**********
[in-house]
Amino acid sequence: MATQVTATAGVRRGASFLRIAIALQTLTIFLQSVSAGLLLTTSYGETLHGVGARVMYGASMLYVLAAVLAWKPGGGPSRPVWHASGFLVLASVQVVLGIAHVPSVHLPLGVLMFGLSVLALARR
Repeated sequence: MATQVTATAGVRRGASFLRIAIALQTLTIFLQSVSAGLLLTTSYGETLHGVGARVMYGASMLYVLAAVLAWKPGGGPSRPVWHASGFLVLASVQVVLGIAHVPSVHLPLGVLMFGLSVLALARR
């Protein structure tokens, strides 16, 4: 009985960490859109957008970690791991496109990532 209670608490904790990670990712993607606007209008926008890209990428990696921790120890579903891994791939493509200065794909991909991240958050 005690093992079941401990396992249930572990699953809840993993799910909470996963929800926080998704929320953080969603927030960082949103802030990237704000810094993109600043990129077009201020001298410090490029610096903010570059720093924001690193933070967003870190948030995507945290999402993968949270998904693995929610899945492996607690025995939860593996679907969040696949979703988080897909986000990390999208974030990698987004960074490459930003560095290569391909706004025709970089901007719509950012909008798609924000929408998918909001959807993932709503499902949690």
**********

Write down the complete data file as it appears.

[in-house]
Amino acid sequence: MATQVTATAGVRRGASFLRIAIALQTLTIFLQSVSAGLLLTTSYGETLHGVGARVMYGASMLYVLAAVLAWKPGGGPSRPVWHASGFLVLASVQVVLGIAHVPSVHLPLGVLMFGLSVLALARR
Repeated sequence: MATQVTATAGVRRGASFLRIAIALQTLTIFLQSVSAGLLLTTSYGETLHGVGARVMYGASMLYVLAAVLAWKPGGGPSRPVWHASGFLVLASVQVVLGIAHVPSVHLPLGVLMFGLSVLALARR
């Protein structure tokens, strides 16, 4: 009985960490859109957008970690791991496109990532 209670608490904790990670990712993607606007209008926008890209990428990696921790120890579903891994791939493509200065794909991909991240958050 005690093992079941401990396992249930572990699953809840993993799910909470996963929800926080998704929320953080969603927030960082949103802030990237704000810094993109600043990129077009201020001298410090490029610096903010570059720093924001690193933070967003870190948030995507945290999402993968949270998904693995929610899945492996607690025995939860593996679907969040696949979703988080897909986000990390999208974030990698987004960074490459930003560095290569391909706004025709970089901007719509950012909008798609924000929408998918909001959807993932709503499902949690």